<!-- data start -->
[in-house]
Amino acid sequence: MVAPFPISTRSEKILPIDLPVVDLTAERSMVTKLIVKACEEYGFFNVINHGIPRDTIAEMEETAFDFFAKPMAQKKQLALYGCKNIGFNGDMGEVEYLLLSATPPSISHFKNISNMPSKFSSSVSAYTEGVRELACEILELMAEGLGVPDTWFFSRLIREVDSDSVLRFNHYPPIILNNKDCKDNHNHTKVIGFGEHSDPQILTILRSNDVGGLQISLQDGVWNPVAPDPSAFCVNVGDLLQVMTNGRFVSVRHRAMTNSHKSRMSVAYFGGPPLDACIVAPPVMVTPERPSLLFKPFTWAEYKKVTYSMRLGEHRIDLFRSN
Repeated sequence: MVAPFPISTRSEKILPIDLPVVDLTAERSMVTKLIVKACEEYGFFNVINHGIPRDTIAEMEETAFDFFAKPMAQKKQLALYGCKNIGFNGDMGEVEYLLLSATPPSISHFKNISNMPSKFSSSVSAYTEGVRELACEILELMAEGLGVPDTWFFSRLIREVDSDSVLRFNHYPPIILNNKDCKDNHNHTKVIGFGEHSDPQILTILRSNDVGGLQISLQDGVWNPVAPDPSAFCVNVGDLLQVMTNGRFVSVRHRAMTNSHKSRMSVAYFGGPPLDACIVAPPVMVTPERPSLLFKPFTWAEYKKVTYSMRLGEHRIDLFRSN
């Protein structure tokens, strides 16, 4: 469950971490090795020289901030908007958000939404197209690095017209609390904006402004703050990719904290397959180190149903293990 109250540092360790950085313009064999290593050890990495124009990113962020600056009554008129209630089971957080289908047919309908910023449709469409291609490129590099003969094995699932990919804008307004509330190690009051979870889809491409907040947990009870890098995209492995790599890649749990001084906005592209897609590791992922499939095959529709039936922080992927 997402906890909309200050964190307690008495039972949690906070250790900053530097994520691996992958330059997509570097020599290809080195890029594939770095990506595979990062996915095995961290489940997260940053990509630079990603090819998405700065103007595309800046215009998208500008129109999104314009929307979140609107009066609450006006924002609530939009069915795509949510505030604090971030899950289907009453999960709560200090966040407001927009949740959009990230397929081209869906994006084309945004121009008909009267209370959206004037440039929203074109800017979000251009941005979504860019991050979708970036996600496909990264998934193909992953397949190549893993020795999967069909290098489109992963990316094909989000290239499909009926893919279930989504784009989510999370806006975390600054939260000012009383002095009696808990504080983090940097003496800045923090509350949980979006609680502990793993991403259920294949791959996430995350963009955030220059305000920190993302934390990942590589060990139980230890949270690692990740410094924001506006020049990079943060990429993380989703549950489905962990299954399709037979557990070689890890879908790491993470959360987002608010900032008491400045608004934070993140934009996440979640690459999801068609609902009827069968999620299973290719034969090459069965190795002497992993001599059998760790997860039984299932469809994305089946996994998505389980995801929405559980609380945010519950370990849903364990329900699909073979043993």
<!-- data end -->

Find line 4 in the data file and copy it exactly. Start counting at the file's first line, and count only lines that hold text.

């Protein structure tokens, strides 16, 4: 469950971490090795020289901030908007958000939404197209690095017209609390904006402004703050990719904290397959180190149903293990 109250540092360790950085313009064999290593050890990495124009990113962020600056009554008129209630089971957080289908047919309908910023449709469409291609490129590099003969094995699932990919804008307004509330190690009051979870889809491409907040947990009870890098995209492995790599890649749990001084906005592209897609590791992922499939095959529709039936922080992927 997402906890909309200050964190307690008495039972949690906070250790900053530097994520691996992958330059997509570097020599290809080195890029594939770095990506595979990062996915095995961290489940997260940053990509630079990603090819998405700065103007595309800046215009998208500008129109999104314009929307979140609107009066609450006006924002609530939009069915795509949510505030604090971030899950289907009453999960709560200090966040407001927009949740959009990230397929081209869906994006084309945004121009008909009267209370959206004037440039929203074109800017979000251009941005979504860019991050979708970036996600496909990264998934193909992953397949190549893993020795999967069909290098489109992963990316094909989000290239499909009926893919279930989504784009989510999370806006975390600054939260000012009383002095009696808990504080983090940097003496800045923090509350949980979006609680502990793993991403259920294949791959996430995350963009955030220059305000920190993302934390990942590589060990139980230890949270690692990740410094924001506006020049990079943060990429993380989703549950489905962990299954399709037979557990070689890890879908790491993470959360987002608010900032008491400045608004934070993140934009996440979640690459999801068609609902009827069968999620299973290719034969090459069965190795002497992993001599059998760790997860039984299932469809994305089946996994998505389980995801929405559980609380945010519950370990849903364990329900699909073979043993």